On December 5, 2016, the trial court held a hearing on the motions for sanctions, and the trial court dismissed Petitioner's complaint as a sanction for failure to comply with Rule 37. The trial court found Petitioner and other family members were duly noticed and served for all proceedings; Petitioner offered no justifiable excuse explaining their absence; Petitioner served no response to the motions for sanctions; and, Petitioner had violated the Discovery Scheduling Order by not properly attending the mediation. The trial court concluded that it had considered lesser sanctions than dismissal for Petitioner's violations, but "that the sanction of striking the Complaint/Caveat of the Caveators is permissible and justified under N.C.R. Civ. Pro. 37(d)et seq. ... because the Caveators have offered no good cause for failing to attend or to offer authority for their counsel of record to settle the case at the mediated settlement conference." A written order was filed on January 6, 2017 ("January 6, 2017 Order").
On January 23, 2017, Petitioner filed a Rule 59 motion seeking a new trial, an amended judgment, and to open the judgment. On March 7, 2017, the trial court filed an order denying Petitioner's Rule 59 motion. Petitioner appeals.
Initially, we must address Respondents' argument that this Court does not have jurisdiction to review Petitioner's appeal because Petitioner failed to file timely notice of appeal. Respondent specifically argues that because Petitioner's Rule 59 motion failed to comply with the Rules of Civil Procedure, her motion did not qualify as a Rule 59 motion, and the period within which she was required to file her appeal was not tolled. Therefore, according to Respondents, Petitioner's appeal should be dismissed as untimely filed. We disagree.
"A party to a civil action must file and serve a notice of appeal ‘within 30 days after entry of judgment.’ " Batlle v. Sabates , 198 N.C. App. 407, 413, 681 S.E.2d 788, 793 (2009) (quoting N.C.R. App. P. 3(c)(1) ). However, "if a timely motion is made by any party for relief under ... [Rule] 59 of the Rules of Civil Procedure, the thirty-day period for taking appeal is tolled as to all parties until entry of an order disposing of the motion and then runs as to each party from the date of entry of the order." N.C.R. App. P. 3(c)(3). Under to Rule 3(c)(3) of the North Carolina Rules of Appellate Procedure, this Court has jurisdiction to examine Petitioner's appeal only if it is sufficient under Rule 59 of the North Carolina Rules of Civil Procedure. Batlle , 198 N.C. App. at 413, 681 S.E.2d at 793.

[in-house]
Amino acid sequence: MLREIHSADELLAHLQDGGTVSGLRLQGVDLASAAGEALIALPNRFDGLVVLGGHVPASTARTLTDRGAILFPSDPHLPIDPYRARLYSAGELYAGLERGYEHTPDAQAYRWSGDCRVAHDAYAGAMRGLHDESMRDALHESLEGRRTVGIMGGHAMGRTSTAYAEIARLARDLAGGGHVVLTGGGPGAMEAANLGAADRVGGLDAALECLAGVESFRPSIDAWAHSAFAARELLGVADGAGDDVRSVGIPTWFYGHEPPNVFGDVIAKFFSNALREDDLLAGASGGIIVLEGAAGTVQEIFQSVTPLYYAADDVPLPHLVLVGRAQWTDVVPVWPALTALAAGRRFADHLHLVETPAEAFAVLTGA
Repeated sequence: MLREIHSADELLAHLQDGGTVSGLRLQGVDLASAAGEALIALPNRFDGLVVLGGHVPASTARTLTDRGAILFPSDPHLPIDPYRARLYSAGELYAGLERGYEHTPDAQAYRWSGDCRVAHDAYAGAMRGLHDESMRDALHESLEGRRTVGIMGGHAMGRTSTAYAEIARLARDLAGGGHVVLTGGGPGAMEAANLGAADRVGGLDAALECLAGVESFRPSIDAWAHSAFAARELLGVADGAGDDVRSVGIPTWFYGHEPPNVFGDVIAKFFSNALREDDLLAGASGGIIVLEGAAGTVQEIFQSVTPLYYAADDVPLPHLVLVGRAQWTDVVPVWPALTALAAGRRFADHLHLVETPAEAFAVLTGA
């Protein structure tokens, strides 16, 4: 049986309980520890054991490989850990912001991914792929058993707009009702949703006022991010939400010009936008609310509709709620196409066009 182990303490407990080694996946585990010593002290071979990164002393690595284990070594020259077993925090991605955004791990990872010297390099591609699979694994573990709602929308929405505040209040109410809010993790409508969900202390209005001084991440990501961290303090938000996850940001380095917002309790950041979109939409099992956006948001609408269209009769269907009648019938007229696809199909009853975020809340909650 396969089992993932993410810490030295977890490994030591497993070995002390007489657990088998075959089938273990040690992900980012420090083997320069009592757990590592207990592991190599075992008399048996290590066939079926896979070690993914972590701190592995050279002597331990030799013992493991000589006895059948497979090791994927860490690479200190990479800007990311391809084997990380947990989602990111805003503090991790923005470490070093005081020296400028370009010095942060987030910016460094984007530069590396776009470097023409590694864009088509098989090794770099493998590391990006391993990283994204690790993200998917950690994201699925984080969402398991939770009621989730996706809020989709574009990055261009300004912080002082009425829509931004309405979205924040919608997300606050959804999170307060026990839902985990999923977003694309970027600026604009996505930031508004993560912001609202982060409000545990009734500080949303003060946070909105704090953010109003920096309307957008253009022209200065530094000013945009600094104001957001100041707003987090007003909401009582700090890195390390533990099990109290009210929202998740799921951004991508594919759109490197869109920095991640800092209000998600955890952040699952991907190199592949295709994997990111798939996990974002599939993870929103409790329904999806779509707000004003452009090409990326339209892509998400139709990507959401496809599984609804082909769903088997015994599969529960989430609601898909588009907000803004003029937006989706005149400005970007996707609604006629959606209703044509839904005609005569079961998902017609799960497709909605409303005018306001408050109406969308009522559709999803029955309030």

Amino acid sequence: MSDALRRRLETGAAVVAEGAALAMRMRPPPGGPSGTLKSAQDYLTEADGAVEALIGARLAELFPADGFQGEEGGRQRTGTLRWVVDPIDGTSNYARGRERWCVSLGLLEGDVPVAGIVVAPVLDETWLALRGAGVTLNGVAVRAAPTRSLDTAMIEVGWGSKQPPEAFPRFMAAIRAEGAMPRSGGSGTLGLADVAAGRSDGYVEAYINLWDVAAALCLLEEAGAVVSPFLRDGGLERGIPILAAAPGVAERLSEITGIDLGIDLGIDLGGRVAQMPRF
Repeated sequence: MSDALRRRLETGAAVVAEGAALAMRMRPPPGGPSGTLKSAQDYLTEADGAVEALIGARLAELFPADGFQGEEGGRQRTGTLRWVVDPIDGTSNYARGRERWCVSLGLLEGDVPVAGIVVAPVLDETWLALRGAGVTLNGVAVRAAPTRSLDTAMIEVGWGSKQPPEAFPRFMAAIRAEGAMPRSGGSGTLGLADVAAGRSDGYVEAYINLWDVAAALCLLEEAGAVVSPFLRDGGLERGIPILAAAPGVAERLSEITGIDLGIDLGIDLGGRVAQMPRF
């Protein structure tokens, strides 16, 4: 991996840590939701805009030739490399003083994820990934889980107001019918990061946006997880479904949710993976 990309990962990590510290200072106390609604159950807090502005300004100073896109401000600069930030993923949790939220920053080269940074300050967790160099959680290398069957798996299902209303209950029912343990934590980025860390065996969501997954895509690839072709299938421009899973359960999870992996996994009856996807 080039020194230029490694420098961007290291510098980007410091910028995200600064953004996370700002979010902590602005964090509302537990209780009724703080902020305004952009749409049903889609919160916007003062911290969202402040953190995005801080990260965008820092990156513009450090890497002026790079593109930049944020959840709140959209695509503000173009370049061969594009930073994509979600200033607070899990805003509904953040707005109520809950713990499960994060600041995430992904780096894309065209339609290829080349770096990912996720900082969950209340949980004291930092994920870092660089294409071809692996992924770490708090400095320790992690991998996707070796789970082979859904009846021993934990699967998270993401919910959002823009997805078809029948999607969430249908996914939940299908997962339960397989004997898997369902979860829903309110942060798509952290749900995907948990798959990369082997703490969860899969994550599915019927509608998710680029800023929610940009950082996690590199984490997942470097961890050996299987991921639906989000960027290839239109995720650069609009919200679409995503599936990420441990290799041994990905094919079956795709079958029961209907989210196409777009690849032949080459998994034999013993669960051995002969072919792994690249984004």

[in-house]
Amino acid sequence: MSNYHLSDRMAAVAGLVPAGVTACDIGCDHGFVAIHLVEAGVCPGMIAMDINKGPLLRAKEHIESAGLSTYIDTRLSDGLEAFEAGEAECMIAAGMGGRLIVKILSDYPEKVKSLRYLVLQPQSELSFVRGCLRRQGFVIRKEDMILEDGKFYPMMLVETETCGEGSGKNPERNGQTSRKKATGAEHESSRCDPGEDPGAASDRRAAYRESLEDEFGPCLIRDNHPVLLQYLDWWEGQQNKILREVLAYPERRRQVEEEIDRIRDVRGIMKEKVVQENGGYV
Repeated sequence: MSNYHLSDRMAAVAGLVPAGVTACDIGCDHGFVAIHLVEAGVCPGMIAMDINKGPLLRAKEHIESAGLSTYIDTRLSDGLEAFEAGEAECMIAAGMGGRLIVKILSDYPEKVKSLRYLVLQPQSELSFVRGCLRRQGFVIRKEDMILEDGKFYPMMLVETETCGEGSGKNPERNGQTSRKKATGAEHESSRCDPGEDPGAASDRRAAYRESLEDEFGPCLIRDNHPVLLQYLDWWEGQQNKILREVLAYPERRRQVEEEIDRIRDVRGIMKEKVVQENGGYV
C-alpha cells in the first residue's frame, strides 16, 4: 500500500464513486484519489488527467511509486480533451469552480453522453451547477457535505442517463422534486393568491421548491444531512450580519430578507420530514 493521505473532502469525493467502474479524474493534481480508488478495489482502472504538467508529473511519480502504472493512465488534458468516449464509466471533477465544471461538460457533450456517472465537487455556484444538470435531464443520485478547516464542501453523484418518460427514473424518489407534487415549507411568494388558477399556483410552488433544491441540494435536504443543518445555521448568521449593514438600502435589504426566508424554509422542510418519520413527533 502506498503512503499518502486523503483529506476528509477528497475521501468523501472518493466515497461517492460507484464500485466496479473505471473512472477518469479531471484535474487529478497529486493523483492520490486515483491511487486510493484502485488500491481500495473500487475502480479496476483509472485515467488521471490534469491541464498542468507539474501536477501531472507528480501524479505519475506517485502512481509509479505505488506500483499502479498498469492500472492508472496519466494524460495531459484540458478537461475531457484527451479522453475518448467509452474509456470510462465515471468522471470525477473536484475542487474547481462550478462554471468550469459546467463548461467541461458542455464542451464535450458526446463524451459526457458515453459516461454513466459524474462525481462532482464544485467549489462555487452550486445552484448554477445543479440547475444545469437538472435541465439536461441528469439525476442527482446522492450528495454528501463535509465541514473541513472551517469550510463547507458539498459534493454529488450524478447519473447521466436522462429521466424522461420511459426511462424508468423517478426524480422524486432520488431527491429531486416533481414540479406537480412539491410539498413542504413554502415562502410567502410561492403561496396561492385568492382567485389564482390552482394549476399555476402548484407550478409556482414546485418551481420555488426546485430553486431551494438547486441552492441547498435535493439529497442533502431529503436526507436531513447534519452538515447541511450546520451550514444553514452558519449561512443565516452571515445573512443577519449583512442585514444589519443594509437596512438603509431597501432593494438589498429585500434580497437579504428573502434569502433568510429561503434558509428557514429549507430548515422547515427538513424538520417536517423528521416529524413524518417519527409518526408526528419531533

Here, the trial court dismissed Petitioner's action on January 6, 2017; however, Petitioner was not served a written order until January 18, 2017. Petitioner filed a motion for a new trial pursuant to Rule 59 of the North Carolina Rules of Civil Procedure on January 23, 2017, within ten days of receipt of the order dismissing her caveat action. See N.C. Gen. Stat. § 1A-1, Rule 58 (2017) ("[A] judgment is entered when it is reduced to writing, signed by the judge, and filed with the clerk of court ... [and served] upon all parties. ..."); N.C. Gen. Stat. § 1A-1, Rule 59(b) (2017).